• 2
    With matplotlib you can also generate figures with LaTeX text and formulas in them
    – Zenon
    Jun 1, 2013 at 10:17

It is difficult to produce professional-looking output from Gnuplot (even harder than it is from Matlab, which I also wouldn't recommend).

Since you're already using Python, matplotlib is the obvious choice. You you can even make a decent attempt at producing full figures, not just one panel.

Typically astrophysics doesn't have much reference to astronomy these days. However, if your thesis does, you might also want to check out APLpy which adds on to matplotlib.

  • 5
    you say: "It is difficult to produce professional-looking output from Gnuplot". I beg to disagree, Gnuplot is excellent if you use it with care, at least for two-dimensional plots.
    – user7116
    May 30, 2013 at 20:07
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    @MarcusAntoninus - What is the difference between "difficult" and "with care"?
    – Rex Kerr
    May 30, 2013 at 20:12
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    @MarcusAntoninus - Just for reference, I view the graphs in phyast.pitt.edu/~zov1 as borderline in terms of publication-quality.
    – Rex Kerr
    May 30, 2013 at 20:15
  • 2
    @RexKerr could you go into more depth as to what is wrong with the plots in the link you gave, they look basic, but essentially functional. I've seen worse in publications. May 31, 2013 at 12:59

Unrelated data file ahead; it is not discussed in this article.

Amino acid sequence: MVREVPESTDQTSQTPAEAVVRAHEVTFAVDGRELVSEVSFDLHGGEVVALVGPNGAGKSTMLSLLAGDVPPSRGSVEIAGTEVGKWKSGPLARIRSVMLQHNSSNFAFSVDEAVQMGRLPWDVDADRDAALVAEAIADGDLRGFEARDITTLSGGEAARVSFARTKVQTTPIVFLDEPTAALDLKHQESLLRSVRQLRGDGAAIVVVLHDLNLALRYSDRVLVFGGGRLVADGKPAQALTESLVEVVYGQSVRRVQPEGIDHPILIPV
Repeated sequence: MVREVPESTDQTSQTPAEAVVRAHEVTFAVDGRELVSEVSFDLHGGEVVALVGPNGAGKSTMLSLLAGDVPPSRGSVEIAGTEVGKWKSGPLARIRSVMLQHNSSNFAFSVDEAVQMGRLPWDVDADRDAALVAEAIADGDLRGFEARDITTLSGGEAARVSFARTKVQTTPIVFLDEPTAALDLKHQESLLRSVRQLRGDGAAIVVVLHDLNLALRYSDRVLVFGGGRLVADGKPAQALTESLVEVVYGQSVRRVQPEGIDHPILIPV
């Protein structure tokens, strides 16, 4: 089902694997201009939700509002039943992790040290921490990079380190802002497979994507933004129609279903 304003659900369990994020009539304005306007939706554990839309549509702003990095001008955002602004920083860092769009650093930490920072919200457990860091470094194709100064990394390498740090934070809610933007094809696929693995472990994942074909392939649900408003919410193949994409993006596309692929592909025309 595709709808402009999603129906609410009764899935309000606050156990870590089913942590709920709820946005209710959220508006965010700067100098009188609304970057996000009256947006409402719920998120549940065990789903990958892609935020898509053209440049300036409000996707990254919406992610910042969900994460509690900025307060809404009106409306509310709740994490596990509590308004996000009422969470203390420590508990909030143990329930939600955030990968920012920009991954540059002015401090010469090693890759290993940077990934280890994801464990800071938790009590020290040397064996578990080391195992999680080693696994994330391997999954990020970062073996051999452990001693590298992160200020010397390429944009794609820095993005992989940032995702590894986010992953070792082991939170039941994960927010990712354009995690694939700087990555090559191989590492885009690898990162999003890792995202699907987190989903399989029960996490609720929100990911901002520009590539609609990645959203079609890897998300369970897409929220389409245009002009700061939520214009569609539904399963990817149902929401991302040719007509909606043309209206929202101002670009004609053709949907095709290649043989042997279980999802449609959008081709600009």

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    @PaulHiemstra - All of them are badly aliased. In the first one, the axis labels are too small--all the text is, really--and the erf label is too close to the border. In the second one, the tick labels are not helping anything and the arrow looks cartoonish. The third one is good; only the tick labels are too long. The fourth is just ugly; you need less space and wavy lines not just slashes to indicate space, and you need it on the graph line as well. The fifth has bad axis label spacing (including tick labels), and the smoothing has introduced a shift in the data. You get the idea.
    – Rex Kerr
    May 31, 2013 at 16:46

For the plot you've shown, I have a couple of suggestions to make it look more "professional". (Maybe you're already doing some of these in the actual document.)

  • Use a vector-based file format; your lines will look smoother, up to the resolution of your printer. I suggest set terminal pdf.